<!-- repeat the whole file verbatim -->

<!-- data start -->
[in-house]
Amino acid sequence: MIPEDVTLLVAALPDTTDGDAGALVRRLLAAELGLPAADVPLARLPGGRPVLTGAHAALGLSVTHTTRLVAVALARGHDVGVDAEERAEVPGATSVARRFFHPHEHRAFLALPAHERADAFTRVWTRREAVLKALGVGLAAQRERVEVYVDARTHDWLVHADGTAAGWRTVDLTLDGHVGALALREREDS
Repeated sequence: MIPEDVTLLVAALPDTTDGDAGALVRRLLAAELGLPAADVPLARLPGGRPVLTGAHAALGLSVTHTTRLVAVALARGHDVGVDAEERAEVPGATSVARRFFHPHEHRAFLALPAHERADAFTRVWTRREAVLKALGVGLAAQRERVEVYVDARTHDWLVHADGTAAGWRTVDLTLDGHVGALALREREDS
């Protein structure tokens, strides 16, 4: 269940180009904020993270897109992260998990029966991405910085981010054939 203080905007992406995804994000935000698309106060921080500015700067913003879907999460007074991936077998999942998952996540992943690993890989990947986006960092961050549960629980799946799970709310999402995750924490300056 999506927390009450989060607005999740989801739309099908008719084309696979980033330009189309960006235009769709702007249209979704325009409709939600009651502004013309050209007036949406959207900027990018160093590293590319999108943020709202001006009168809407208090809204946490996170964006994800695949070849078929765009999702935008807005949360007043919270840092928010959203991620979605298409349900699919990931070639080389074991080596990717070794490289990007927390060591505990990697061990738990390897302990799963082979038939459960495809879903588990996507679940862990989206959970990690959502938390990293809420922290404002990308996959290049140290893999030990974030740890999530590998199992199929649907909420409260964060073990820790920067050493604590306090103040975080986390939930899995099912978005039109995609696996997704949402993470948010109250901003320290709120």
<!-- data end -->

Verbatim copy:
[in-house]
Amino acid sequence: MIPEDVTLLVAALPDTTDGDAGALVRRLLAAELGLPAADVPLARLPGGRPVLTGAHAALGLSVTHTTRLVAVALARGHDVGVDAEERAEVPGATSVARRFFHPHEHRAFLALPAHERADAFTRVWTRREAVLKALGVGLAAQRERVEVYVDARTHDWLVHADGTAAGWRTVDLTLDGHVGALALREREDS
Repeated sequence: MIPEDVTLLVAALPDTTDGDAGALVRRLLAAELGLPAADVPLARLPGGRPVLTGAHAALGLSVTHTTRLVAVALARGHDVGVDAEERAEVPGATSVARRFFHPHEHRAFLALPAHERADAFTRVWTRREAVLKALGVGLAAQRERVEVYVDARTHDWLVHADGTAAGWRTVDLTLDGHVGALALREREDS
């Protein structure tokens, strides 16, 4: 269940180009904020993270897109992260998990029966991405910085981010054939 203080905007992406995804994000935000698309106060921080500015700067913003879907999460007074991936077998999942998952996540992943690993890989990947986006960092961050549960629980799946799970709310999402995750924490300056 999506927390009450989060607005999740989801739309099908008719084309696979980033330009189309960006235009769709702007249209979704325009409709939600009651502004013309050209007036949406959207900027990018160093590293590319999108943020709202001006009168809407208090809204946490996170964006994800695949070849078929765009999702935008807005949360007043919270840092928010959203991620979605298409349900699919990931070639080389074991080596990717070794490289990007927390060591505990990697061990738990390897302990799963082979038939459960495809879903588990996507679940862990989206959970990690959502938390990293809420922290404002990308996959290049140290893999030990974030740890999530590998199992199929649907909420409260964060073990820790920067050493604590306090103040975080986390939930899995099912978005039109995609696996997704949402993470948010109250901003320290709120």